Shopping For Shoes Can Be “Ruff” When You Have Arthritis

Finding Comfortable Shoes Can Be One of my greatest frustrations since being diagnosed with Rheumatoid Arthritis 11 years ago is shoe shopping. My size 8 1/2 feet were already a tad wide in my pre-rheumy days, but have since expanded into a full W. Most stores do not carry wide shoes. Most shoes that come in Wide at said stores are not “cute.” Sigh…

I have the most difficulty finding shoes that I can wear with a dress. Most of those type of shoes are pinching my poor swollen feet an hour into the evening. Sigh…

Over time, I have come to realize (I was going to say “accept,” but I’m not quite there yet.) that it’s better (for me) to own plain shoes that are comfortable than cute shoes that are not. But sometimes a girl would like to wear some cute shoes! Am I right?

Typically, my solution is to go up a half size to 9, and that mostly works, but I can tell that the size 9 doesn’t not fit as well as it could. It is good enough, but just doesn’t quite feel right.

Enter, a blog that vow wows to “help women find a shoe that not only looks good but feels good.” Kristen, who runs the blog, has rheumatoid arthritis and understands the importance of comfort shoes. Her content organization (a few categories, for example: Roomy Toe Box Shoes, Supportive Flats/Loafers, and Comfortable Pumps/Heels) makes it super-easy to find what you are looking for. Combine that with great images and a light-hearted writing style and you’ve got my new favorite blog.

She sums up her site in three words: Comfort. Fashion. Deals. I’ll sum up this post in nine: Yay, Kristen! Thank you for providing this awesome service.

Please share your shoe stories or tips in the comments and don’t forget to check out Kristen’s site!

Great Gadgets: Collapsible Cargo Cart

Collapsible Cargo CrateWhen I go from my car to my apartment, I have a tendency to carry way too much because I don’t want to make a second trip. But my body (especially my fingers) is never happy with me for forcing it to endure this time-saving tactic. So today, I introduce the answer to my problems (and maybe yours, too!): the handy-dandy Collapsible Cargo Crate. Ta da!

It’s kinda sad that a plastic, black and red crate brings me so much excitement. What can I say; I’m a sucker for useful tools that will make life with rheumatoid arthritis easier and more efficient. And this is just the item I didn’t realize I was looking for. It will save my fingers from those plastic grocery bags (ouch!) and I should be able to bring more items up to my apartment in one load. Even better, when not in use, it can be collapsed and stored flat in the trunk of my car. Sweet!

Use it to cart groceries, books, magazines, your Smurf collection, items for Goodwill, or other cumbersome things.

Buy it on Amazon [Read more about it at the Rubbermaid site]

3 Reasons To Keep A Food Diary / Health Journal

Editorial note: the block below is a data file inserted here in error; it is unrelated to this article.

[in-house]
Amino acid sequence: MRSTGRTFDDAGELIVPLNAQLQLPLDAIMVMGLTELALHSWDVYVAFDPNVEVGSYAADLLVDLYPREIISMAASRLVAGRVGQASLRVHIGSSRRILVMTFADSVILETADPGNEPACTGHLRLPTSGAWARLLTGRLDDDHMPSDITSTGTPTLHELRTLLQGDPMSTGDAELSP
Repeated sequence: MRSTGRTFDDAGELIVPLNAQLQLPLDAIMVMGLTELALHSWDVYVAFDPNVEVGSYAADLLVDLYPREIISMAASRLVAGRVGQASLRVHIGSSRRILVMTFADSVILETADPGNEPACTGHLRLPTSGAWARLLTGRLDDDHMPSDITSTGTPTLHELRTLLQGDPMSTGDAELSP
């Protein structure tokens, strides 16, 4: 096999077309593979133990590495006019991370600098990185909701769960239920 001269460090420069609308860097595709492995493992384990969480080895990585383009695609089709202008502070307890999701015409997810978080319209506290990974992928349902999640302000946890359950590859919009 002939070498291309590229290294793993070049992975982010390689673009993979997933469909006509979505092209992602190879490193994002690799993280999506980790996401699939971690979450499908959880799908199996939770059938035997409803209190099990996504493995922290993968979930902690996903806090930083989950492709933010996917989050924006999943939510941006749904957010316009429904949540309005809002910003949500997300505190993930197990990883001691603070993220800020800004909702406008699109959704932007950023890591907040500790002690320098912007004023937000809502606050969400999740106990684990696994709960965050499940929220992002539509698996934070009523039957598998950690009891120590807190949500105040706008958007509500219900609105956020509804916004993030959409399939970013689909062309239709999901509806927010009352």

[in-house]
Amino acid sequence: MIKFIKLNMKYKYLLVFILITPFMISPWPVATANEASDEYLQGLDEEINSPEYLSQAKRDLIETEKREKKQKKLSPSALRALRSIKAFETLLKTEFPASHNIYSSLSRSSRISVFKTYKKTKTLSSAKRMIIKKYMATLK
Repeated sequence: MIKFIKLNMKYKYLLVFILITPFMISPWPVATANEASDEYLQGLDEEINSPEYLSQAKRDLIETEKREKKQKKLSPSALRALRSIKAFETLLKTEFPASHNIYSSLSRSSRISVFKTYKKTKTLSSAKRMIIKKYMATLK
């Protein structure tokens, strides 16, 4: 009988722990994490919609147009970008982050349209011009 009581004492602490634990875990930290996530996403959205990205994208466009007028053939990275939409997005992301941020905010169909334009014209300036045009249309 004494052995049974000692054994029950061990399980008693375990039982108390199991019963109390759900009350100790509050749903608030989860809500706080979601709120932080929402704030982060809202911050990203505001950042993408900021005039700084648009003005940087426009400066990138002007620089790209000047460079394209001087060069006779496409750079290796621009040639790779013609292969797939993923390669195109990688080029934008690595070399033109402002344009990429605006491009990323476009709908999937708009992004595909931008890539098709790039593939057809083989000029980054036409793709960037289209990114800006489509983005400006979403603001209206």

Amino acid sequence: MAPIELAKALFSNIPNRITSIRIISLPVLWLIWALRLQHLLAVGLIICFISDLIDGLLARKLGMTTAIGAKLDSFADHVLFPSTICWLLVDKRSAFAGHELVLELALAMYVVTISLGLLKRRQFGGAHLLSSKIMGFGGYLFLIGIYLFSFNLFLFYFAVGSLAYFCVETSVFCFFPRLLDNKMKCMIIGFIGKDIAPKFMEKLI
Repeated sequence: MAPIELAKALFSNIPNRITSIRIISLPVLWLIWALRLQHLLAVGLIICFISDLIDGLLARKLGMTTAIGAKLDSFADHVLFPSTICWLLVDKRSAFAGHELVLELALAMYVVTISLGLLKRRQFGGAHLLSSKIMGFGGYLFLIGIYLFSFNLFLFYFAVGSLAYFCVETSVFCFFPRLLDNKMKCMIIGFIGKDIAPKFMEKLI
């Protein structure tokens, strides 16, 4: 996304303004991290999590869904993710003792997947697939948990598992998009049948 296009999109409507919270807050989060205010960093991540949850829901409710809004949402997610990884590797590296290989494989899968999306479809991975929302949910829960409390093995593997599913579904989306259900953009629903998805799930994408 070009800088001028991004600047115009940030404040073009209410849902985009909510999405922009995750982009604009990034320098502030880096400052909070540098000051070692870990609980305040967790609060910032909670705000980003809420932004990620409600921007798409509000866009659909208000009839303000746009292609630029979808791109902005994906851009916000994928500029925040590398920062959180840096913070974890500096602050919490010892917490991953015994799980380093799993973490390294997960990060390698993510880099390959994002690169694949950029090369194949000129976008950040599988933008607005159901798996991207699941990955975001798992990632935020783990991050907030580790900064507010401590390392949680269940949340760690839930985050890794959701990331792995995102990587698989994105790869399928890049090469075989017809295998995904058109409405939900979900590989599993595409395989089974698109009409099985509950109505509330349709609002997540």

Food DiaryI wish I could say that I am diligent about keeping track of what I eat in a colorful little food diary that I carry around with me everywhere. But I do no such thing. Every so often I think about how it could be useful to keep a diary for a month at the very least, but, let’s be honest, it sounds like a lot of work.

Am I the only one that thinks this? I hope not. I don’t want to find out that not only am I a bad journalist, but I am lazy and whiny, too.

I think part of the reason I don’t keep a food dairy is because I enjoy food so much that I don’t want to find out, for instance, that the delicious, buttery Parrano cheese from Trader Joe’s is possibly the cause of an increase in inflammation. I don’t want to feel compelled to change my eating habits based on my findings. Have I mentioned that I’m stubborn, too?

But a recent post by healthy eating blogger, Ali Hale, got me thinking. What if I sucked it up and kept a food/health diary? Without a doubt, I know I’d learn a thing or two that might actually help me manage my RA better. It also just might help me achieve a healthier state — RA or no RA. Literally as I am writing this post, I have decided that I’m going to give this a two week try. If my scribbling goes well, I’ll go the whole month.

Here are my three reasons why I think keeping a food/health diary would be beneficial:

  1. I’ll find out if I am truly eating a balanced diet
  2. I may find certain foods appear to give me more (or less) energy
  3. I may find a particular food seems to aggravate my arthritis

Okay, so let’s think about how to go about this. In addition to meals and snacks, here are the other items I will record:

  • # of glasses of water, juice, coffee, etc.
  • Hours of sleep from the previous night
  • Level of inflammation on a scale of one to ten (with ten meaning my hands look like the Pillsbury Doughboy’s)
  • Level of perceived energy for the day on a scale of one to ten
  • Indicate the days I took my Enbrel Shot
  • Indicate the days I forgot to take my other regular meds

Seems like a lot of items, but I want to do this right so I can get a full picture. And now that I’m committed, nothing can stop me! I hope. I created a nifty little excel sheet that I will fill in. If you want to download the template, click here. Alright, I’m on my way! Who’s with me?

In the meantime, check out Ali Hales’ 5 Reasons to Write Down Everything You Eat for a Week [via Lifehacker]

Three Tips On Living Life More Optimistically

Having a chronic disease not only has a way of zapping your energy, but it can also deliver a mighty blow to your optimism as well — especially when you are first diagnosed and trying to sort out all the new information:

I have WHAT? I need to give myself a SHOT to feel better? I CAN’T play softball anymore? I need HELP opening the salsa jar now? I don’t have TIME to be slowed down by this disease! Bah!

Thomas Edison was an optimistic fellow and has some great tips that one can apply to managing their disease or to life in general. The folks over at Life Dev have the complete post, but I’ll offer up my favorite tip to get you started:

1) There is no such thing as a failure- there are only unexpected outcomes which will provide valuable guidance for future work

Our greatest weakness lies in giving up. The most certain way to succeed is always to try just one more time. -Thomas Edison

Edison believed that most people gave up to soon and walked away from success, accepting failure. He viewed negative events as temporary setbacks on his inevitable path to success. To live like Edison, coach yourself to not take setbacks personally, and instead think of them as temporary glitches on your way to success.